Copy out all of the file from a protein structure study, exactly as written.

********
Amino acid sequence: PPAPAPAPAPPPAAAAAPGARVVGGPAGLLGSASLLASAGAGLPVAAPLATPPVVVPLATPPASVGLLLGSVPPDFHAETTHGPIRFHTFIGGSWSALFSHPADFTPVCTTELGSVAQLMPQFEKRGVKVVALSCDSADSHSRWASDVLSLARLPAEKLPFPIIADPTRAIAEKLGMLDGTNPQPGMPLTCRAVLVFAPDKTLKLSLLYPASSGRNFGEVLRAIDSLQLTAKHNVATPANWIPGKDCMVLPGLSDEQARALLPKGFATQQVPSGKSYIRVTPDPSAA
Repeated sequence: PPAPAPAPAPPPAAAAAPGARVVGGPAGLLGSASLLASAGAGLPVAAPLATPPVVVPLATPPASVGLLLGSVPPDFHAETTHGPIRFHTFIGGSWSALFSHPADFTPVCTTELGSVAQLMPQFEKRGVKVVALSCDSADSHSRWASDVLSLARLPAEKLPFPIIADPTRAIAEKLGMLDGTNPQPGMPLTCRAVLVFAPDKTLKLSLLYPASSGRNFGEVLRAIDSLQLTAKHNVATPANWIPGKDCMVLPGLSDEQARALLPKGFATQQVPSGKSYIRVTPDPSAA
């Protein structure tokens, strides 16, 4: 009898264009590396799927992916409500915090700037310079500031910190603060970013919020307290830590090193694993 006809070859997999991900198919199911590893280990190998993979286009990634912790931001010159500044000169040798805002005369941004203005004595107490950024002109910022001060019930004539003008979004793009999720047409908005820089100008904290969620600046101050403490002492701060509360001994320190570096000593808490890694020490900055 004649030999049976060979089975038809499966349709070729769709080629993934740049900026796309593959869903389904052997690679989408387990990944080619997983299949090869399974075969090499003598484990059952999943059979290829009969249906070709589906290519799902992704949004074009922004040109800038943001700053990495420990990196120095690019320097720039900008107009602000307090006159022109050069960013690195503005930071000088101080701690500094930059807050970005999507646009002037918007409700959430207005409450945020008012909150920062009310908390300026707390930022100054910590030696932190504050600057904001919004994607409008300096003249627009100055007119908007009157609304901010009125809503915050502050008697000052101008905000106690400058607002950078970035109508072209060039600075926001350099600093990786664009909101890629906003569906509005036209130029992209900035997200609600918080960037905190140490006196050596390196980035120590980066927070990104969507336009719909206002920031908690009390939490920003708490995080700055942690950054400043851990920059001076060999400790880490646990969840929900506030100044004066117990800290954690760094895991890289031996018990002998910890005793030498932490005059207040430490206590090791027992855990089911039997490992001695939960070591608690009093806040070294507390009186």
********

Amino acid sequence: PPAPAPAPAPPPAAAAAPGARVVGGPAGLLGSASLLASAGAGLPVAAPLATPPVVVPLATPPASVGLLLGSVPPDFHAETTHGPIRFHTFIGGSWSALFSHPADFTPVCTTELGSVAQLMPQFEKRGVKVVALSCDSADSHSRWASDVLSLARLPAEKLPFPIIADPTRAIAEKLGMLDGTNPQPGMPLTCRAVLVFAPDKTLKLSLLYPASSGRNFGEVLRAIDSLQLTAKHNVATPANWIPGKDCMVLPGLSDEQARALLPKGFATQQVPSGKSYIRVTPDPSAA
Repeated sequence: PPAPAPAPAPPPAAAAAPGARVVGGPAGLLGSASLLASAGAGLPVAAPLATPPVVVPLATPPASVGLLLGSVPPDFHAETTHGPIRFHTFIGGSWSALFSHPADFTPVCTTELGSVAQLMPQFEKRGVKVVALSCDSADSHSRWASDVLSLARLPAEKLPFPIIADPTRAIAEKLGMLDGTNPQPGMPLTCRAVLVFAPDKTLKLSLLYPASSGRNFGEVLRAIDSLQLTAKHNVATPANWIPGKDCMVLPGLSDEQARALLPKGFATQQVPSGKSYIRVTPDPSAA
């Protein structure tokens, strides 16, 4: 009898264009590396799927992916409500915090700037310079500031910190603060970013919020307290830590090193694993 006809070859997999991900198919199911590893280990190998993979286009990634912790931001010159500044000169040798805002005369941004203005004595107490950024002109910022001060019930004539003008979004793009999720047409908005820089100008904290969620600046101050403490002492701060509360001994320190570096000593808490890694020490900055 004649030999049976060979089975038809499966349709070729769709080629993934740049900026796309593959869903389904052997690679989408387990990944080619997983299949090869399974075969090499003598484990059952999943059979290829009969249906070709589906290519799902992704949004074009922004040109800038943001700053990495420990990196120095690019320097720039900008107009602000307090006159022109050069960013690195503005930071000088101080701690500094930059807050970005999507646009002037918007409700959430207005409450945020008012909150920062009310908390300026707390930022100054910590030696932190504050600057904001919004994607409008300096003249627009100055007119908007009157609304901010009125809503915050502050008697000052101008905000106690400058607002950078970035109508072209060039600075926001350099600093990786664009909101890629906003569906509005036209130029992209900035997200609600918080960037905190140490006196050596390196980035120590980066927070990104969507336009719909206002920031908690009390939490920003708490995080700055942690950054400043851990920059001076060999400790880490646990969840929900506030100044004066117990800290954690760094895991890289031996018990002998910890005793030498932490005059207040430490206590090791027992855990089911039997490992001695939960070591608690009093806040070294507390009186």